Stoic News

By Dave Kelly

Monday, January 17, 2005

Temperance (Sophrosyne) and the Canon of the Cardinal Virtues

"The history of temperance is the history of sophros-
yne ( σωφροσγνη). The cardinal virtue of moderation,
self-knowledge, and self-restraint—sophrosyne in
Greek—took the Latin name temperantia in Cicero's
rhetorical and philosophical works, which set the style
for later usage in the West. Sophrosyne derives from
the adjective sophron (saophron in Homer): “of sound
mind”—used at first to describe a person (either human
or divine) who behaves in a way consistent with his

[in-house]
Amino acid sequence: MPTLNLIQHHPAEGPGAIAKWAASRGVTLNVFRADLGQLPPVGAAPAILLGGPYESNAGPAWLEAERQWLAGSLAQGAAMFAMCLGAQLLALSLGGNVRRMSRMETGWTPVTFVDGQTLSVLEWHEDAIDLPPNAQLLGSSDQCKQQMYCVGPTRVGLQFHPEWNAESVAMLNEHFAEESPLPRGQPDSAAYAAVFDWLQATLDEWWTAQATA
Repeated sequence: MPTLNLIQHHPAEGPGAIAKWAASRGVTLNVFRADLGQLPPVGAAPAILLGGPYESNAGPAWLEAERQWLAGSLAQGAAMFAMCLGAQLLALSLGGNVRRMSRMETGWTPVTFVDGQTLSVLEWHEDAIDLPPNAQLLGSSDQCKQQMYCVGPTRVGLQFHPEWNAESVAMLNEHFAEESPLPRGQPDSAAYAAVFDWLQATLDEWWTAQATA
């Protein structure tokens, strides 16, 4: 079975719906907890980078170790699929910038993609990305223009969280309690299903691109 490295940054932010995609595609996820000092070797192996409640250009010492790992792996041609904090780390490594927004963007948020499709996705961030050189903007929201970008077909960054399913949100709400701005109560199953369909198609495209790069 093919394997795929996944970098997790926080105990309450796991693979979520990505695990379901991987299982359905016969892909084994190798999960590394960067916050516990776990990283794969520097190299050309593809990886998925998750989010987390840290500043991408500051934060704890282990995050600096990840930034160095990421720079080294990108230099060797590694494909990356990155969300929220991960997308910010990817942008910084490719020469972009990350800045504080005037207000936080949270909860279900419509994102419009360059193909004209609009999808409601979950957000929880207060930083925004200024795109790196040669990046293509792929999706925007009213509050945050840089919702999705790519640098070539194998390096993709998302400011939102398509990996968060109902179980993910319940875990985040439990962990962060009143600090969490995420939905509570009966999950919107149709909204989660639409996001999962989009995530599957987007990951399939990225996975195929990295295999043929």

nature or station (like Apollo in Iliad 21. 462-64, when
he refuses to fight with another god on behalf of
“wretched mortals”) or who shows good sense, as op-
posed to frivolity or even witlessness (Odyssey 23.
11-13, 30)."


Blogger DT Strain said...

Ah, so perhaps "good sense" or "sensible" would be less "wishy-washy" and more applicable a term than moderation or temperance.

1:22 PM  
Blogger Dave said...

I think so.

5:21 PM  

Post a Comment

<< Home